In terms of our company and our production, more than 50% of our business is located in Europe. We have had no areas to be dealt with entirely on other continents. The pandemic was not a challenge on such a large scale, either. However, the current situation is a serious challenge for the entire industry, especially energy-intensive industry, and as I mentioned, the chemical industry is the most energy-intensive of all industries. This is due to the economic crisis and high energy costs, e.g., gas prices, as compared to the situation on other continents. This reduces our competitiveness.

What can be done then?

We cannot do much about gas prices. It may ultimately turn out that certain products are no longer profitable to produce in Europe. It might be more profitable on other continents. Nevertheless, as I said, the current situation is an opportunity for us to innovate. We can focus on innovative products that help us achieve zero-carbon and thus boost our competitiveness.

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materiały prasowe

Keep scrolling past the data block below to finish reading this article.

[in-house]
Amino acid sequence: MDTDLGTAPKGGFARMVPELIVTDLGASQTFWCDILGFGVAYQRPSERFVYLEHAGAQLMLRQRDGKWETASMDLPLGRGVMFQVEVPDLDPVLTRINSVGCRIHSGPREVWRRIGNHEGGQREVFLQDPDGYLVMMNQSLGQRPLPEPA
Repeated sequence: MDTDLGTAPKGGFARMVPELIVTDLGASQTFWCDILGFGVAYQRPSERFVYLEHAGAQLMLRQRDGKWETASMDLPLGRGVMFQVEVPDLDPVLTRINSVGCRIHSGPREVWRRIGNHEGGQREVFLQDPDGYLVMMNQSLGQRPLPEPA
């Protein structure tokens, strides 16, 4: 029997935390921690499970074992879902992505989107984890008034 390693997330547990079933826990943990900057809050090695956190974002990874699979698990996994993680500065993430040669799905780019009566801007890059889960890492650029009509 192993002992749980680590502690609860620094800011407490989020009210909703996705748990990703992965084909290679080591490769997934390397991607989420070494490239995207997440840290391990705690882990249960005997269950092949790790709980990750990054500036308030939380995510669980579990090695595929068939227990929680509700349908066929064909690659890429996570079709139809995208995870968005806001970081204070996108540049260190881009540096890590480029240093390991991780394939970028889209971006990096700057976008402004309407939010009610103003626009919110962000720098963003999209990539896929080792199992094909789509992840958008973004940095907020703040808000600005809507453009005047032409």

European industry is facing many challenges due to the currently very difficult business environment and the need to meet climate targets. These challenges have a particular dimension for industrial companies. What are BASF’s commitments to sustainability and green transformation?

For almost 20 years, our motto has been that at BASF, we create chemistry for a sustainable future. The environmental and social responsibility aspect is firmly embedded in our strategy and our DNA. In terms of specific targets, for example, we have made a commitment to be carbon neutral by 2050. This may seem a bit unambitious, but, as you mentioned, for industry, especially energy-intensive industry, and we are the most energy-intensive industry, this is still a big challenge. We intend to reduce emissions by 25% by 2030. The process is ongoing.